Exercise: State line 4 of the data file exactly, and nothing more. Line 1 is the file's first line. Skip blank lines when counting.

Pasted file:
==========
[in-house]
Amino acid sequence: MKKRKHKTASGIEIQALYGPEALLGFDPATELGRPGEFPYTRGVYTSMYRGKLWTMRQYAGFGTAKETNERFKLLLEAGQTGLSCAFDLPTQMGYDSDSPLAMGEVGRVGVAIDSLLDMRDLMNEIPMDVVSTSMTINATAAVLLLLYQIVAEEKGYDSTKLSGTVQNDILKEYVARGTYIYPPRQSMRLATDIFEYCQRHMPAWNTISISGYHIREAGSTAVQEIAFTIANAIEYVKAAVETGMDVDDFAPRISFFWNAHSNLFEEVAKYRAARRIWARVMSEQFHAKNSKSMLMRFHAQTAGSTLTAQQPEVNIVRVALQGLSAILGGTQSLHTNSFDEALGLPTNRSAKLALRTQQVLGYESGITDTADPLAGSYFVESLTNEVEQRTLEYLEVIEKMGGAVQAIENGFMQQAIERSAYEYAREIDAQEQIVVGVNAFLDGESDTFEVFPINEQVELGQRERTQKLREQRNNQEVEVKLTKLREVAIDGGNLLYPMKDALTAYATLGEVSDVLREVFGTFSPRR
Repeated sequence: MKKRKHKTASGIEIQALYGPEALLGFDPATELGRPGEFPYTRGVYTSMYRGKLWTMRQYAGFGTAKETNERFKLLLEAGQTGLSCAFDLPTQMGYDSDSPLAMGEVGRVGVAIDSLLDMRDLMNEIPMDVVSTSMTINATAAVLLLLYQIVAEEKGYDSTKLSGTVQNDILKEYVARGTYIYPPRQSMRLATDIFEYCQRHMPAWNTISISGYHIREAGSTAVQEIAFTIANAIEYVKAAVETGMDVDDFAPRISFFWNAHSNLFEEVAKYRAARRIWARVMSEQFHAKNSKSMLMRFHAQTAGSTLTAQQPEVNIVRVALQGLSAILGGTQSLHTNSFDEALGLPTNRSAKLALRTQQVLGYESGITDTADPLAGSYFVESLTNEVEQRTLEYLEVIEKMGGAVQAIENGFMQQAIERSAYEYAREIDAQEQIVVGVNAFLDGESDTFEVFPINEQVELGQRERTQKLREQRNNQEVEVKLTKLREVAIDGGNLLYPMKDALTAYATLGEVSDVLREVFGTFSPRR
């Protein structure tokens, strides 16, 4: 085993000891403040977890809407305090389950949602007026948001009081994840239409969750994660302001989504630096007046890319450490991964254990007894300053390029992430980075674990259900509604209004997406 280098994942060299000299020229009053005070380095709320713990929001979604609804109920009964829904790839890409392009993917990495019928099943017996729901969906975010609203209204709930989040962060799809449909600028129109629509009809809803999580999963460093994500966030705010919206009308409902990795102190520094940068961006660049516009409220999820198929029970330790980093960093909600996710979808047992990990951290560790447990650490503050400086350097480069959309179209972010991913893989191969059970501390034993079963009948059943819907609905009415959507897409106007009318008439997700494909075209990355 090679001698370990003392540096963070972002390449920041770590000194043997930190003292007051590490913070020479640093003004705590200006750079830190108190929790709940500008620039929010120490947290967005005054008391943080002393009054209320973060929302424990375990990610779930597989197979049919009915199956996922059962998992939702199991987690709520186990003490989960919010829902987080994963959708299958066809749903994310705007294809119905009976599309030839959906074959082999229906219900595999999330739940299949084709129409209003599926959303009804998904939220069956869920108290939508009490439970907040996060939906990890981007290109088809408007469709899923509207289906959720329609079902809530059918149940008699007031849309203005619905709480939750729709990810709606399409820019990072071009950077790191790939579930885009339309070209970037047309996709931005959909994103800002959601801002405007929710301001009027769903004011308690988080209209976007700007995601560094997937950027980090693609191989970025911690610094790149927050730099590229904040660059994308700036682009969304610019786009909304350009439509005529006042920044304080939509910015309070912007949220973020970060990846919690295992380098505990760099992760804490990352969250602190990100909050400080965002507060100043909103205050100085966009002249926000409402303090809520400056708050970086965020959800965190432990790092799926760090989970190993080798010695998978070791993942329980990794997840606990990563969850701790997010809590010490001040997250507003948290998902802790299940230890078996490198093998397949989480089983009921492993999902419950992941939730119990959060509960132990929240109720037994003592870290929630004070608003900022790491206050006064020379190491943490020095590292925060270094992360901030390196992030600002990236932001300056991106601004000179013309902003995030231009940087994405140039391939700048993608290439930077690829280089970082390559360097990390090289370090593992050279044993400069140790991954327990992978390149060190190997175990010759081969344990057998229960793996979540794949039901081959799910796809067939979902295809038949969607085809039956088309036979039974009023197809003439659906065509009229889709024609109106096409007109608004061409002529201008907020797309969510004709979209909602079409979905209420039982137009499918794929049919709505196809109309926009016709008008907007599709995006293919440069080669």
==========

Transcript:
């Protein structure tokens, strides 16, 4: 085993000891403040977890809407305090389950949602007026948001009081994840239409969750994660302001989504630096007046890319450490991964254990007894300053390029992430980075674990259900509604209004997406 280098994942060299000299020229009053005070380095709320713990929001979604609804109920009964829904790839890409392009993917990495019928099943017996729901969906975010609203209204709930989040962060799809449909600028129109629509009809809803999580999963460093994500966030705010919206009308409902990795102190520094940068961006660049516009409220999820198929029970330790980093960093909600996710979808047992990990951290560790447990650490503050400086350097480069959309179209972010991913893989191969059970501390034993079963009948059943819907609905009415959507897409106007009318008439997700494909075209990355 090679001698370990003392540096963070972002390449920041770590000194043997930190003292007051590490913070020479640093003004705590200006750079830190108190929790709940500008620039929010120490947290967005005054008391943080002393009054209320973060929302424990375990990610779930597989197979049919009915199956996922059962998992939702199991987690709520186990003490989960919010829902987080994963959708299958066809749903994310705007294809119905009976599309030839959906074959082999229906219900595999999330739940299949084709129409209003599926959303009804998904939220069956869920108290939508009490439970907040996060939906990890981007290109088809408007469709899923509207289906959720329609079902809530059918149940008699007031849309203005619905709480939750729709990810709606399409820019990072071009950077790191790939579930885009339309070209970037047309996709931005959909994103800002959601801002405007929710301001009027769903004011308690988080209209976007700007995601560094997937950027980090693609191989970025911690610094790149927050730099590229904040660059994308700036682009969304610019786009909304350009439509005529006042920044304080939509910015309070912007949220973020970060990846919690295992380098505990760099992760804490990352969250602190990100909050400080965002507060100043909103205050100085966009002249926000409402303090809520400056708050970086965020959800965190432990790092799926760090989970190993080798010695998978070791993942329980990794997840606990990563969850701790997010809590010490001040997250507003948290998902802790299940230890078996490198093998397949989480089983009921492993999902419950992941939730119990959060509960132990929240109720037994003592870290929630004070608003900022790491206050006064020379190491943490020095590292925060270094992360901030390196992030600002990236932001300056991106601004000179013309902003995030231009940087994405140039391939700048993608290439930077690829280089970082390559360097990390090289370090593992050279044993400069140790991954327990992978390149060190190997175990010759081969344990057998229960793996979540794949039901081959799910796809067939979902295809038949969607085809039956088309036979039974009023197809003439659906065509009229889709024609109106096409007109608004061409002529201008907020797309969510004709979209909602079409979905209420039982137009499918794929049919709505196809109309926009016709008008907007599709995006293919440069080669």